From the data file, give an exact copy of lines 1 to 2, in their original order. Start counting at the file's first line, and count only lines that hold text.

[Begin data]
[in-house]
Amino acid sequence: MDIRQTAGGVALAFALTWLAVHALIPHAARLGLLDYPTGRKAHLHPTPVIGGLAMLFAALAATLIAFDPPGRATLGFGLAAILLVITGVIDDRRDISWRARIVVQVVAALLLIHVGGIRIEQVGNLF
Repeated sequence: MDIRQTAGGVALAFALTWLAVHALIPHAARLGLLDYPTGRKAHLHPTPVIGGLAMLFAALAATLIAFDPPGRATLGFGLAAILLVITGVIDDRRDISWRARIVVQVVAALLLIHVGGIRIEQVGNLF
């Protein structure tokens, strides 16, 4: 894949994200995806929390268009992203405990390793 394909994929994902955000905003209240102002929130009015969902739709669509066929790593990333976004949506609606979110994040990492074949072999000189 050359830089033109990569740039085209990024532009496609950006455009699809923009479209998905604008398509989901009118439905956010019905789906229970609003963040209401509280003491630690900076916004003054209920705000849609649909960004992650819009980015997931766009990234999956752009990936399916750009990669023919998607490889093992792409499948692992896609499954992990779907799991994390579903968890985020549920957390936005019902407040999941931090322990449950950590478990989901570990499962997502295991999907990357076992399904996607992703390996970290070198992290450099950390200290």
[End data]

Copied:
[in-house]
Amino acid sequence: MDIRQTAGGVALAFALTWLAVHALIPHAARLGLLDYPTGRKAHLHPTPVIGGLAMLFAALAATLIAFDPPGRATLGFGLAAILLVITGVIDDRRDISWRARIVVQVVAALLLIHVGGIRIEQVGNLF